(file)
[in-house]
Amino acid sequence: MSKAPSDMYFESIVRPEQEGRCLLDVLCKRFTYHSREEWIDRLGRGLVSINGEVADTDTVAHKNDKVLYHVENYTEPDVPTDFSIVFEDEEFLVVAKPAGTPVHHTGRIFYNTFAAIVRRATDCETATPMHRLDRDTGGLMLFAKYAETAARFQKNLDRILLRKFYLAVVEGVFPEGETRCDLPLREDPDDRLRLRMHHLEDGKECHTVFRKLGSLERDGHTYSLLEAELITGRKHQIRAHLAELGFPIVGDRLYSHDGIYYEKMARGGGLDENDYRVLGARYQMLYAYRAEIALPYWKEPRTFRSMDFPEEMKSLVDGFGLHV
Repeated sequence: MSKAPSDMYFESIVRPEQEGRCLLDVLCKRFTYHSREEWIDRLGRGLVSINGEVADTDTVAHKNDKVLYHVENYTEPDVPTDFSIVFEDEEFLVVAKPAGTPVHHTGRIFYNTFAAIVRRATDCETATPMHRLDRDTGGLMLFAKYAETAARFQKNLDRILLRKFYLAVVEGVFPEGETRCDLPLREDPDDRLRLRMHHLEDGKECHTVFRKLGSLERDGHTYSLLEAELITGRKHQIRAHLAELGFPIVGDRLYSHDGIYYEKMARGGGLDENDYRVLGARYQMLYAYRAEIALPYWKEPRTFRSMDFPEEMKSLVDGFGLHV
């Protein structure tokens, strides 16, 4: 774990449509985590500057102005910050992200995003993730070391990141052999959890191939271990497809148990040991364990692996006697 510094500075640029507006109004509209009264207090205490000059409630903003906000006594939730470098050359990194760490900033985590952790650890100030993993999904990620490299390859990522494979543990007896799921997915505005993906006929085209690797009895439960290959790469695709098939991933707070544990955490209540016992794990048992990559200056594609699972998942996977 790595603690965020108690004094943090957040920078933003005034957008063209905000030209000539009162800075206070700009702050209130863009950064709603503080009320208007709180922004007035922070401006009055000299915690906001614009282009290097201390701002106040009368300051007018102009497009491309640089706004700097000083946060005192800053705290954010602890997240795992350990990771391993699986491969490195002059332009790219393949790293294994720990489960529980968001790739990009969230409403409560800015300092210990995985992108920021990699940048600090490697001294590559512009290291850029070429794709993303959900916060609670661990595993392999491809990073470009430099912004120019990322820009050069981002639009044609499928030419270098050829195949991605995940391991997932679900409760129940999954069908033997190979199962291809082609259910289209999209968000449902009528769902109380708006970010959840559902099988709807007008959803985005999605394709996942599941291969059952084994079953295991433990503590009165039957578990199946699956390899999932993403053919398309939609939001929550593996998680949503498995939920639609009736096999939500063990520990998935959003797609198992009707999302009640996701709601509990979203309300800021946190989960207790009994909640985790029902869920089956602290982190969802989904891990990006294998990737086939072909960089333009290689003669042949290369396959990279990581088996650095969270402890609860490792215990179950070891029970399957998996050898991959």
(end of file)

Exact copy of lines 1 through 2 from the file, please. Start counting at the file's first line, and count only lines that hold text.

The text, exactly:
[in-house]
Amino acid sequence: MSKAPSDMYFESIVRPEQEGRCLLDVLCKRFTYHSREEWIDRLGRGLVSINGEVADTDTVAHKNDKVLYHVENYTEPDVPTDFSIVFEDEEFLVVAKPAGTPVHHTGRIFYNTFAAIVRRATDCETATPMHRLDRDTGGLMLFAKYAETAARFQKNLDRILLRKFYLAVVEGVFPEGETRCDLPLREDPDDRLRLRMHHLEDGKECHTVFRKLGSLERDGHTYSLLEAELITGRKHQIRAHLAELGFPIVGDRLYSHDGIYYEKMARGGGLDENDYRVLGARYQMLYAYRAEIALPYWKEPRTFRSMDFPEEMKSLVDGFGLHV